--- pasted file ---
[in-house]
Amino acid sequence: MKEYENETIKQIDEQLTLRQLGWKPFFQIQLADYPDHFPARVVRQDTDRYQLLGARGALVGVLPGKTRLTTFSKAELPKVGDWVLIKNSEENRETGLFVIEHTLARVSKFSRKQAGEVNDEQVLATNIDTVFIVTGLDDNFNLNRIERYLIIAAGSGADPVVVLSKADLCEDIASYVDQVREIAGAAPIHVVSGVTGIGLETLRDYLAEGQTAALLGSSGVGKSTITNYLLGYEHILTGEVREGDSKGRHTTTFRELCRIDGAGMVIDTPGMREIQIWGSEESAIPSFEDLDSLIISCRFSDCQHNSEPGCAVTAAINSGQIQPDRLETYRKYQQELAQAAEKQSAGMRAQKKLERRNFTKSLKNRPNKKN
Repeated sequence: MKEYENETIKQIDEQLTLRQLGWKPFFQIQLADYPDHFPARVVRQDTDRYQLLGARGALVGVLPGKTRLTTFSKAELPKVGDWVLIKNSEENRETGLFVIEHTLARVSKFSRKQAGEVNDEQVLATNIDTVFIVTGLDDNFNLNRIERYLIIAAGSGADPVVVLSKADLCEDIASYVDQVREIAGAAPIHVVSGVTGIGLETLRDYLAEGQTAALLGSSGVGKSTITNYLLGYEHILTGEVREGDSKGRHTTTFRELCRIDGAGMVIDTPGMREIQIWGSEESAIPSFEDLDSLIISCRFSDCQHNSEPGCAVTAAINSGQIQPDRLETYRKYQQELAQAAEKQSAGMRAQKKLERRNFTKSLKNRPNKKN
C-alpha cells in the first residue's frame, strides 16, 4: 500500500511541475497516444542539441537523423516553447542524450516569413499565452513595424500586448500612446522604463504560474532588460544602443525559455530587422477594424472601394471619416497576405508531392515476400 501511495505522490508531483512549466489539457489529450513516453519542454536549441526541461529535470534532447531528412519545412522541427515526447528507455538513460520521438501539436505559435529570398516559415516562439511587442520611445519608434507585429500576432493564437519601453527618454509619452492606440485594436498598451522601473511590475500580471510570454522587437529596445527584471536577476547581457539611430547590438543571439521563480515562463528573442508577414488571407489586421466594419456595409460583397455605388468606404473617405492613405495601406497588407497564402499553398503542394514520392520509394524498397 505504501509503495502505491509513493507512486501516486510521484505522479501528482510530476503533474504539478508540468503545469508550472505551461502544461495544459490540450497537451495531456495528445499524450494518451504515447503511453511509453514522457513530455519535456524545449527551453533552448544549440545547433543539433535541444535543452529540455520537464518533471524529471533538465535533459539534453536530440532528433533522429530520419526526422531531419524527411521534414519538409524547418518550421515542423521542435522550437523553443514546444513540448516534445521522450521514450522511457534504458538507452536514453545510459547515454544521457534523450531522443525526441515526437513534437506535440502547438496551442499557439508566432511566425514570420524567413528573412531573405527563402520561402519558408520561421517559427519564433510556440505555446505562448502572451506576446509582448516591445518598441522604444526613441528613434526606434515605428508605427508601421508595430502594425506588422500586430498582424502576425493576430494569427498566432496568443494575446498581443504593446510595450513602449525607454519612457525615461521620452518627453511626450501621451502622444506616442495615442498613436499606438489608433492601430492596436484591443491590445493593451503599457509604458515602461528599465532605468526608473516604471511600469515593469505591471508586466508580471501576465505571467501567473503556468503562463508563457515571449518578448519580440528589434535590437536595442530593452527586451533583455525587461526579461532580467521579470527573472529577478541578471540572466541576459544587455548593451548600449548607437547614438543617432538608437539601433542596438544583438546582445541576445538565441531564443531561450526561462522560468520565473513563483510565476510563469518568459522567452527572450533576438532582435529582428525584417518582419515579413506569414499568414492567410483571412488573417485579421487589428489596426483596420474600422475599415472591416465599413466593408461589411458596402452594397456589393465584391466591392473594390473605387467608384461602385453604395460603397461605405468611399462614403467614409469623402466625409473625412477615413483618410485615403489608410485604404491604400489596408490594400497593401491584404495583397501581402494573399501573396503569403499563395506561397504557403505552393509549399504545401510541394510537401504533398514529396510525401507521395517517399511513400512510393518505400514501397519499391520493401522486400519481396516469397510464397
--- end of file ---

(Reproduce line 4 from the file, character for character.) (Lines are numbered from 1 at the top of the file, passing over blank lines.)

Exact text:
C-alpha cells in the first residue's frame, strides 16, 4: 500500500511541475497516444542539441537523423516553447542524450516569413499565452513595424500586448500612446522604463504560474532588460544602443525559455530587422477594424472601394471619416497576405508531392515476400 501511495505522490508531483512549466489539457489529450513516453519542454536549441526541461529535470534532447531528412519545412522541427515526447528507455538513460520521438501539436505559435529570398516559415516562439511587442520611445519608434507585429500576432493564437519601453527618454509619452492606440485594436498598451522601473511590475500580471510570454522587437529596445527584471536577476547581457539611430547590438543571439521563480515562463528573442508577414488571407489586421466594419456595409460583397455605388468606404473617405492613405495601406497588407497564402499553398503542394514520392520509394524498397 505504501509503495502505491509513493507512486501516486510521484505522479501528482510530476503533474504539478508540468503545469508550472505551461502544461495544459490540450497537451495531456495528445499524450494518451504515447503511453511509453514522457513530455519535456524545449527551453533552448544549440545547433543539433535541444535543452529540455520537464518533471524529471533538465535533459539534453536530440532528433533522429530520419526526422531531419524527411521534414519538409524547418518550421515542423521542435522550437523553443514546444513540448516534445521522450521514450522511457534504458538507452536514453545510459547515454544521457534523450531522443525526441515526437513534437506535440502547438496551442499557439508566432511566425514570420524567413528573412531573405527563402520561402519558408520561421517559427519564433510556440505555446505562448502572451506576446509582448516591445518598441522604444526613441528613434526606434515605428508605427508601421508595430502594425506588422500586430498582424502576425493576430494569427498566432496568443494575446498581443504593446510595450513602449525607454519612457525615461521620452518627453511626450501621451502622444506616442495615442498613436499606438489608433492601430492596436484591443491590445493593451503599457509604458515602461528599465532605468526608473516604471511600469515593469505591471508586466508580471501576465505571467501567473503556468503562463508563457515571449518578448519580440528589434535590437536595442530593452527586451533583455525587461526579461532580467521579470527573472529577478541578471540572466541576459544587455548593451548600449548607437547614438543617432538608437539601433542596438544583438546582445541576445538565441531564443531561450526561462522560468520565473513563483510565476510563469518568459522567452527572450533576438532582435529582428525584417518582419515579413506569414499568414492567410483571412488573417485579421487589428489596426483596420474600422475599415472591416465599413466593408461589411458596402452594397456589393465584391466591392473594390473605387467608384461602385453604395460603397461605405468611399462614403467614409469623402466625409473625412477615413483618410485615403489608410485604404491604400489596408490594400497593401491584404495583397501581402494573399501573396503569403499563395506561397504557403505552393509549399504545401510541394510537401504533398514529396510525401507521395517517399511513400512510393518505400514501397519499391520493401522486400519481396516469397510464397